Bestselling author Lev Grossman hasn’t spent much time in Minneapolis, but he calls it “the homeland.”
He grew up 1,400 miles away in Lexington, Mass. But hanging in almost every room of his house were photos of Grossman Chevrolet, the dealership his grandfather, Louis Grossman, founded in 1919 at Lake Street and 13th Avenue S. His father, poet Allen Grossman, told endless stories about the landscape and people that made up his Minnesota childhood.
Visits here in the 1970s and ’80s included what Lev Grossman now remembers as the chance to run amok in his uncle Burton Grossman’s two restaurants, the Little P rince, located in the former H. Alden Smith mansion on Harmon Place in Minneapolis, and the Hippogriff, on Ford Road in St. Louis Park. Grossman himself still has a Hippogriff T-shirt.
“My father always thought of himself as a Midwesterner, in particular a Minnesotan,” said Grossman, who will speak at the Roseville library on Monday to talk about “The Magician’s Land,” final installment of his bestselling Magicians trilogy.
“It’s always exciting to travel to Minneapolis, because for me, there’s something very primal and familiar about the city,” he said. “My father talked and wrote a lot about Minneapolis, especially in his last years. I think one of the reasons I feel so strongly about Minneapolis is because his childhood memories are intermingled with mine.”
A pre-pub bestseller
The first two books in Grossman’s Magicians trilogy, “The Magicians” and “The Magician King,” were mammoth bestsellers, and as much as two weeks before its Aug. 5 release, “The Magician’s Land” was listed as a top seller on both the Amazon and Barnes & Noble websites.
There’s also buzz from the recent announcement that after five years of on-and-off talks with producers, the Syfy channel is in the process of casting, hiring a director and writing the pilot for a series based on “The Magicians.” Following the books, it will tell the story of high school senior Quentin Coldwater, who doesn’t believe in magic until he’s invited to attend a secret college of magic in upstate New York.
However, Brakebills is not Hogwarts, and Quentin is not Harry Potter. Fueled by sex, alcohol and the allure of power and darkness, Quentin travels to the secret world of Fillory, where he eventually becomes king. At the start of “The Magician’s Land,” however, he has been cast out.
“Game of Thrones” series author George R.R. Martin, who invited Grossman to include a Magician-related short story in the 2013 anthology “Dangerous Women” published by Tor Books, describes the series as “thoroughly adult, dark, dangerous and full of twists.”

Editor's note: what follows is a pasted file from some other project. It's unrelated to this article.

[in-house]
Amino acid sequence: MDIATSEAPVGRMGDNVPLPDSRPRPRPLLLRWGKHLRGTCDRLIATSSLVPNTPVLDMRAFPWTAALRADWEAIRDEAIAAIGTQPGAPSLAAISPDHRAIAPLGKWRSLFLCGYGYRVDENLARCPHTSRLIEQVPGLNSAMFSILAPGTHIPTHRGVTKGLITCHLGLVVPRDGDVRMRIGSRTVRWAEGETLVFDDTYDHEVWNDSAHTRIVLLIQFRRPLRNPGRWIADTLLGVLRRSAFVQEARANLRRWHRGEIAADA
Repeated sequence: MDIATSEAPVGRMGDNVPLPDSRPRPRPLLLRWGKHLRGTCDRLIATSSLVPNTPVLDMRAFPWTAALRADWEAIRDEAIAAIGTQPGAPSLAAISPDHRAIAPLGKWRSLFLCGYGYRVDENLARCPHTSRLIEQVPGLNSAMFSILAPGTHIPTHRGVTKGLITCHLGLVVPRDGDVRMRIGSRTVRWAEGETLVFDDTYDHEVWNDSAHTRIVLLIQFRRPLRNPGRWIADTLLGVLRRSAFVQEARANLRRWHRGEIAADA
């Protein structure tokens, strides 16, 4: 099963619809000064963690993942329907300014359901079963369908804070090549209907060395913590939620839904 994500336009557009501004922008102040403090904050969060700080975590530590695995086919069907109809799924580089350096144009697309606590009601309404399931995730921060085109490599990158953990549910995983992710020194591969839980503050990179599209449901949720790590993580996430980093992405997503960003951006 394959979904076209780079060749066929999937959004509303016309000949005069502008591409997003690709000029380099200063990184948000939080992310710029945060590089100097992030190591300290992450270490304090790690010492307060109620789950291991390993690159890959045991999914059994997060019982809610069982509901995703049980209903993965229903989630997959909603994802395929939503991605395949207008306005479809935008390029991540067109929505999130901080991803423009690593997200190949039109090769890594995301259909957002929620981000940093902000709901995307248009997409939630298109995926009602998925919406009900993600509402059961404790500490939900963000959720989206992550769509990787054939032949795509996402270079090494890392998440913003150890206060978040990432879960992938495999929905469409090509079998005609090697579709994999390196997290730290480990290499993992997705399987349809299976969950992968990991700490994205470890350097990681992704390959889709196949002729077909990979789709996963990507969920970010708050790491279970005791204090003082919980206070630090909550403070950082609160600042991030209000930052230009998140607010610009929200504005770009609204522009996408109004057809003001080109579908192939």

“The new book, the TV series — I’m so, so excited,” said Grossman, who is also Time magazine’s book critic and lead technology writer. “You try not to be the kind of writer who feels he’s not successful until Hollywood notices, and I’m truly not that. Even if this series were not being made, I’d be incredibly proud of the Magicians books. But to think about my story coming to life on the screen, and all magic that special effects can do — that’s super cool.”
What excites him most is the exposure the series will give to the Magicians books, which he began writing in 2004.
“People say ‘You’ve done something great! You’re special.’ But being special doesn’t just happen. It happens in fantasy literature, where boys and girls learn that their parents are actually kings and queens, or that they have hidden powers. As a kid, I thought I was destined for some special role like this, but then I realized I was just ordinary. I’m just me. If you want to be someone special, or do something special, you have to sit down and do a hell of a lot of hard work.
“That’s what I did writing and rewriting the Magicians trilogy,” Grossman said. “And yeah, I’d like even more people to read these stories.”
At his Roseville talk, Grossman will share stories about his favorite books and literary influences, including Susanna Clarke’s “Jonathan Strange and Mr. Norrell,” Neil Gaiman’s “American Gods” and J.K. Rowling’s Harry Potter series.
“I met J.K. Rowling exactly one time, but on some level, the Magicians books are me having a conversation with her. Sometimes it’s affectionate and, occasionally, it’s rather heated,” he said. “I think Rowling let Harry off a little easy by never showing him to us at 30. We never really saw him having to deal with his traumatic past — his abusive childhood, his experience of violence and death, his massive world-saving celebrity as a teenager — and struggling to figure out what the rest of his life is about. Those are the things Quentin has to do in ‘The Magicians Land.’ ”
Cindy Wolfe Boynton is a writer and editor in Connecticut.